According to Baugh’s short list, which contained each person’s zip code, address, phone number and birth date, two of the five people on that list – Rex Jensen and his father Lawrence Jensen – do not live in the 34202 or 34211 zip codes. Baugh’s short list also included Lakewood Ranch residents Robert and Marie Keehn, who like Baugh, do live in the 34202 zip code.

The Lakewood Ranch pop-up vaccine distribution site’s zip code restrictions were not in accordance with the randomized, lottery-based vaccine registration and standby pool protocols previously established by the Manatee County Commission.  

As a result of the public fallout that ensued, Baugh later apologized to some degree for her actions and she said she chose not to receive the vaccine herself.

Issues for consideration

Hamey’s ethics complaint lists two issues for consideration by the Commission on Ethics.

“Did respondent (Baugh) violate Florida Statute 112.313(6), Misuse of Public Position, by ignoring the county’s lottery system for the COVID-19 vaccine distribution and instead unilaterally picking two zip codes in her district to receive 3,000 additional vaccines issued by the state, to the detriment of all other Manatee County residents 65 and over who had signed up for the lottery system?”

“Did respondent violate Florida Statute 112.313(6), Misuse of Public Position, by putting herself and four friends onto a ‘VIP’ list provided to the county to insure she received a vaccine from the extra doses provided by the state?”

Hamey’s complaint notes that in February Baugh was approached by DeSantis with an offer to provide 3,000 additional vaccines for a pop-up vaccination site at the Premier Sports Campus.

To date, the county administered vaccinations have generally occurred at Tom Bennett Park in east Manatee County and also at the county’s public safety center.

Hamey’s complaint notes the Premier Sports Campus is owned and operated as a Manatee County park.

“Respondent (Baugh), by her own admission as stated by her at a county work session on Feb. 18, took full responsibility for choosing the two zip code locations and advised she was not directed by the governor to do so. Both of these zip codes are located in her district, are predominantly white and have an average median income of over $100,000,” the complaint states. It also notes Baugh lives in the 34202 zip code and owns a business there as well.

The ethics complaint states, “Respondent (Baugh) further admits in her responses to correspondence from an angry resident that she ‘did have a lack of judgement.’”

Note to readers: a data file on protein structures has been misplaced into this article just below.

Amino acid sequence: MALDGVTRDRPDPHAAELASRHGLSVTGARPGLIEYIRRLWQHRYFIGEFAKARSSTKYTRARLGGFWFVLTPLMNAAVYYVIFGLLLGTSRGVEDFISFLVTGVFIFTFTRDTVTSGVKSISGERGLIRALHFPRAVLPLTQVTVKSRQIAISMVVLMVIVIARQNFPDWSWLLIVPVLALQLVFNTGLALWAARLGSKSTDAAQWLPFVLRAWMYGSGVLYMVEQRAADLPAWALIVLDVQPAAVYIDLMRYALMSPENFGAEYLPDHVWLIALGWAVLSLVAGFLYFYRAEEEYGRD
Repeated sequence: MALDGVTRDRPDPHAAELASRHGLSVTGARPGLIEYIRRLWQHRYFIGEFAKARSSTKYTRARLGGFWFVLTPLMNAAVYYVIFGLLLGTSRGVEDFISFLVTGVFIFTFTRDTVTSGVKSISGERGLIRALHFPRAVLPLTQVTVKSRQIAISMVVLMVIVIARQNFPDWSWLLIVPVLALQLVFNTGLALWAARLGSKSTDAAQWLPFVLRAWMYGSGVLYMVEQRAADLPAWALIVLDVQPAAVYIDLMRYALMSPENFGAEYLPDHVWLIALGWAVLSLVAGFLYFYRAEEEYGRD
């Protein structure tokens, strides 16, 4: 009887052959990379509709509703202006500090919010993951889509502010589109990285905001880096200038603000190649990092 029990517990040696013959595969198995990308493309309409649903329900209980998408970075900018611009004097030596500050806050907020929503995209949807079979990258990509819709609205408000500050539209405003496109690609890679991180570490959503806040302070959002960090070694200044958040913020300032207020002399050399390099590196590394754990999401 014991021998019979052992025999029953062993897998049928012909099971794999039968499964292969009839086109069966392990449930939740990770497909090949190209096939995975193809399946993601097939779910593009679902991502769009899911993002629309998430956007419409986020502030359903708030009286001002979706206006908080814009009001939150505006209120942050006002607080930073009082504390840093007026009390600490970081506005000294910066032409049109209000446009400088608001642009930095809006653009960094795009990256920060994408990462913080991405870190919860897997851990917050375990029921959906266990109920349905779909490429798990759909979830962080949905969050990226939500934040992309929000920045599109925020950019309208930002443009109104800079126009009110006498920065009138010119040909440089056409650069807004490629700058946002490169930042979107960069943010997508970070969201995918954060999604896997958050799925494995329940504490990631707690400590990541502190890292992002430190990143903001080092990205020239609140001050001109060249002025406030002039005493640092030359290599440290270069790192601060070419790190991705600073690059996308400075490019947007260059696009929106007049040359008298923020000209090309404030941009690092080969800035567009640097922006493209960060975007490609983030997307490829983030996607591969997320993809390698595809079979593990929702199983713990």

Hamey’s complaint cites language contained in Florida Statute 112.313(6) that states, “No public officer shall corruptly use or attempt to use his or her official position or any property or resource which may be within his or her trust, or perform his or her official duties to secure a special privilege, benefit or exemption for himself, herself or others.”

The complaint also states, “The first instance of violating 112.313(6) occurred when respondent (Baugh) took it upon herself to determine what two zip codes were worthy to receive an additional 3,000 vaccines and chose two areas that were advantageous to her personally and to the detriment of the other 150,000 persons over the age of 65 who had done as directed and entered into a lottery system.

“Respondent used her position to advise the governor of her choices. She did so with no discussion with the other six commissioners, and she did so without any consideration to the very lottery system she (and the other commissioners) put into place for the residents of Manatee County to maintain fairness in the process,” according to the complaint.

“The second instance of violating 112.313(6) occurred just days after already excluding over 140,000 residents from a chance at the 3,000 vaccines – only 7,285 of the approximately 150,000 signed up residents lived in 3402 or 34211. Respondent created a ‘VIP’ list to ensure that she and several friends and neighbors got vaccines out of those 3,000 that were provided by the state. Two of the parties that she listed on her ‘VIP’ list didn’t even live within the two zip codes that she chose as the ones to get the vaccine,” Hamey stated in her complaint.

“These actions taken by the respondent, separately and over the course of approximately a week, are a clear violation of the requirements outlined in 112.313(6),” the complaint states.

The ethics complaint is accompanied by several evidentiary exhibits, including the Monday, Feb. 15 email Baugh sent Saur that contained her list of five specified vaccine recipients.

The exhibits also include the Tuesday, Feb. 9, email Baugh sent Saur that said, “Jake, the state wants Rex to keep a list. Can we do that.”

In response, Saur wrote, “The state hasn’t mentioned anything to us on this end yet on what they require. We would be able to pull from our vaccine waiting pool for scheduling for them.”


Baugh remains commission chair

On Tuesday, the Manatee County Commission voted 4-3 in opposition to Commissioner Reggie Bellamy’s motion to remove Baugh as the commission chairperson. Bellamy’s motion did not seek to remove Baugh as county commissioner, nor does the commission have that authority.

Before making his motion, Bellamy asked Baugh if she would resign as commission chair. Baugh said she would not.

Commissioner Reggie Bellamy proposed removing Vanessa Baugh as commission chair.
Photo: Joe Hendricks

Baugh was joined by commissioners George Kruse, James Satcher and Kevin Van Ostenbridge in opposing her removal as chair. Commissioners Misty Servia and Carol Whitmore joined Bellamy in support of his failed motion.